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Topic Title: Human Resources people
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Created On: 14 December 2011 01:35 AM
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 14 December 2011 01:35 AM
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eswnl

Posts: 144
Joined: 29 November 2008

When you submit a CV to a company, does it go to HR first for the initial sifting and then to the recruiting engineer?

Do you think HR can be a barrier in the recruitment process? Do people wish the CV could go straight to the recruiting engineer?
 14 December 2011 09:01 AM
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westonpa

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Depends on the size of the company whether they have HR or not. Also HR would not for example know whether our engineering experience is good enough or not as they are not engineers but they may have been asked to check if, for example, candidates have a HNC and if they only have ONC then they can reject that application.

I do however think they can cause issues when they carry out this 'personality testing' because we may have all the relevant qualifications and experience but not make it through the personality test. However whatever the business sets as its requirements is what we have to get through in order to get the job.

Regards.
 17 January 2012 08:29 PM
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eswnl

Posts: 144
Joined: 29 November 2008

I have been to interviews where there was a separate HR interview. A technical interview would usually follow.

How do you well at HR interviews? Here it is more expression of character than your technical ability. What is the purpose of an HR interview?
 18 January 2012 09:05 AM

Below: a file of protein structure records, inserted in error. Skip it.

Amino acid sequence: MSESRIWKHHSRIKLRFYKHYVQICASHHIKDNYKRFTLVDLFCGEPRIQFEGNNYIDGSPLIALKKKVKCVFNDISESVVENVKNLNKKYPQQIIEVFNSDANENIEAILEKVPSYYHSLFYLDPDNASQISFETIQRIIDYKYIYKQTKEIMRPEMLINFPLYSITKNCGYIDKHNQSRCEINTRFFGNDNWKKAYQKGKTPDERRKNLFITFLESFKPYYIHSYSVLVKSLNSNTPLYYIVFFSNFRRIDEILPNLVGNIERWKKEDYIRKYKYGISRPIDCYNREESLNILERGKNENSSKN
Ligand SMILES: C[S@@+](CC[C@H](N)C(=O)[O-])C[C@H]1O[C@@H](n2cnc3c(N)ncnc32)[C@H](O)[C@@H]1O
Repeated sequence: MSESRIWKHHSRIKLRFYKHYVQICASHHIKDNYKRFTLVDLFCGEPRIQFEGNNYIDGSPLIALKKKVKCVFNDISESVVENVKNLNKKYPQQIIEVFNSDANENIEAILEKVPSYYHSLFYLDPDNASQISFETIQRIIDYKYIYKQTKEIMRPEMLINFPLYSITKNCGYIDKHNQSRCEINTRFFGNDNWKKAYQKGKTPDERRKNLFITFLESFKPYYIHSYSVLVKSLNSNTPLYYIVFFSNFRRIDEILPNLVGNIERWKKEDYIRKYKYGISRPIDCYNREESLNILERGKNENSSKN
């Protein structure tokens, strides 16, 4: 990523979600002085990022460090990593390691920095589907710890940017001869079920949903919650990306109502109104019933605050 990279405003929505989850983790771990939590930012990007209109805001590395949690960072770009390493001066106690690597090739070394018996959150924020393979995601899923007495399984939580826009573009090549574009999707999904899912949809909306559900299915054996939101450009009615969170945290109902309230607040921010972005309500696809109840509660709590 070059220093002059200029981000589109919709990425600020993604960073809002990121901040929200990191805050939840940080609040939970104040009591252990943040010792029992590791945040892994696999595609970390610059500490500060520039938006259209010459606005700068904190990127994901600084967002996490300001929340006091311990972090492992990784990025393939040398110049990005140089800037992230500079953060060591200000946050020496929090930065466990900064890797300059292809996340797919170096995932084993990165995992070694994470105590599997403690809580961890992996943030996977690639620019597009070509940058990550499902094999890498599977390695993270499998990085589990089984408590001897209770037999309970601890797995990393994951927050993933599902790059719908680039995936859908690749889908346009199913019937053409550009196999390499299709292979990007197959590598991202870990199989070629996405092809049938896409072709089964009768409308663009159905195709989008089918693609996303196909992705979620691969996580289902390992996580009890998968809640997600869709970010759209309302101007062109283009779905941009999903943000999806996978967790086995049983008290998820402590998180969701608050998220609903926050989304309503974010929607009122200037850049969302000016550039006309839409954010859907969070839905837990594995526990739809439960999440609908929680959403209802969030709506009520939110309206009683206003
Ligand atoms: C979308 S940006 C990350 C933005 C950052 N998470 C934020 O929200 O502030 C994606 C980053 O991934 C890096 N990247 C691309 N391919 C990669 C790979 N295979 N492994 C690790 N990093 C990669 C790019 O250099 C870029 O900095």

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westonpa

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Originally posted by: eswnl

I have been to interviews where there was a separate HR interview. A technical interview would usually follow.

How do you well at HR interviews? Here it is more expression of character than your technical ability. What is the purpose of an HR interview?


When you work for a company it is not just about getting paid, as I am sure you know. HR ensure that relevant non technical aspects are covered and evaluated. The company is also telling the candidate what they have to offer etc. There are millions of companies and thus millions of different variations for setting people on and providing they comply with relevant employment laws they can adopt whicever process suits them. For interviewing it's the standard stuff, dress well, arrive early, be reasonably happy, confident and enthusiastic, don't criticise your last employer, if they ask for a negative about you think of one which you can then turn into a positive, answer questions honestly, do a bit of research on the company before the inteview and also ask good questions about the job and company rather than the salary etc. There is no magic formula else everyone would apply it and you would still be no better off.

Regards.
 12 February 2012 05:53 PM
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eswnl

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I went to a graduate assessment centre for Astrium and the whole hiring process was handed over to HR who made us do all these tests which bear no connection to the actual job. What was the point? Does HR think they are being clever?

I get fed up with this "X factor type recruitment" and people who focus too much on outward behavior rather than the abilities of the person.

All I can say was that this job was probably not that technical if they recruit in this manner.
 19 February 2012 12:48 PM
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simongallagher

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For things like graduate recruitment, it is important that the candidates have the social, leadership and teamworking skills, or have the ability to build them. I was told a while ago at an assesment event 'we can teach you the technical stuff, but not how to get on with people', and I now agree with this.

HR are better placed to judge these skills.

For more senior Engineer positions, in my company we get all the CVs through for shortlisting.

People are always very quick to blame HR...

Simon
 21 February 2012 08:17 AM
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jencam

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Originally posted by: eswnl
I went to a graduate assessment centre for Astrium and the whole hiring process was handed over to HR who made us do all these tests which bear no connection to the actual job. What was the point? Does HR think they are being clever?


HR are just acting under instruction of the management.